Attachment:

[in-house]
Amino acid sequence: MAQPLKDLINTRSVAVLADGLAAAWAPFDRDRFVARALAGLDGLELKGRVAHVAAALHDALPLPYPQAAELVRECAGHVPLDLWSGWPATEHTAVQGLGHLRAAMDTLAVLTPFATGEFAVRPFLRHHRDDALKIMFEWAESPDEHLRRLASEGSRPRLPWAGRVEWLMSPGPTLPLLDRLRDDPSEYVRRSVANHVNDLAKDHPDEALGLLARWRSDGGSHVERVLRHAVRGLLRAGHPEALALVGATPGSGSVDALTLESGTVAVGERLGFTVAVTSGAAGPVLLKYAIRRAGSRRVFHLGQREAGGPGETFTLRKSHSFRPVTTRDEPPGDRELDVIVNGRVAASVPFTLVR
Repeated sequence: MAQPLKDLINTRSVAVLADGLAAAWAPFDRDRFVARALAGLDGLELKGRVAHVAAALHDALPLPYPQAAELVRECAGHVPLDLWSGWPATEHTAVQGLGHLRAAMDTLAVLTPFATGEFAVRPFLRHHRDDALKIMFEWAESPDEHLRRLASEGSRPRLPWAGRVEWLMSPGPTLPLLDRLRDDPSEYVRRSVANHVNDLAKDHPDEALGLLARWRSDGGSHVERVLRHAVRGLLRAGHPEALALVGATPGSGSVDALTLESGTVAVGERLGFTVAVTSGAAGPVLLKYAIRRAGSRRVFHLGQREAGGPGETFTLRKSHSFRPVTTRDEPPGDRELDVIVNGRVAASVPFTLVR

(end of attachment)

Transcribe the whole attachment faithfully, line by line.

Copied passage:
[in-house]
Amino acid sequence: MAQPLKDLINTRSVAVLADGLAAAWAPFDRDRFVARALAGLDGLELKGRVAHVAAALHDALPLPYPQAAELVRECAGHVPLDLWSGWPATEHTAVQGLGHLRAAMDTLAVLTPFATGEFAVRPFLRHHRDDALKIMFEWAESPDEHLRRLASEGSRPRLPWAGRVEWLMSPGPTLPLLDRLRDDPSEYVRRSVANHVNDLAKDHPDEALGLLARWRSDGGSHVERVLRHAVRGLLRAGHPEALALVGATPGSGSVDALTLESGTVAVGERLGFTVAVTSGAAGPVLLKYAIRRAGSRRVFHLGQREAGGPGETFTLRKSHSFRPVTTRDEPPGDRELDVIVNGRVAASVPFTLVR
Repeated sequence: MAQPLKDLINTRSVAVLADGLAAAWAPFDRDRFVARALAGLDGLELKGRVAHVAAALHDALPLPYPQAAELVRECAGHVPLDLWSGWPATEHTAVQGLGHLRAAMDTLAVLTPFATGEFAVRPFLRHHRDDALKIMFEWAESPDEHLRRLASEGSRPRLPWAGRVEWLMSPGPTLPLLDRLRDDPSEYVRRSVANHVNDLAKDHPDEALGLLARWRSDGGSHVERVLRHAVRGLLRAGHPEALALVGATPGSGSVDALTLESGTVAVGERLGFTVAVTSGAAGPVLLKYAIRRAGSRRVFHLGQREAGGPGETFTLRKSHSFRPVTTRDEPPGDRELDVIVNGRVAASVPFTLVR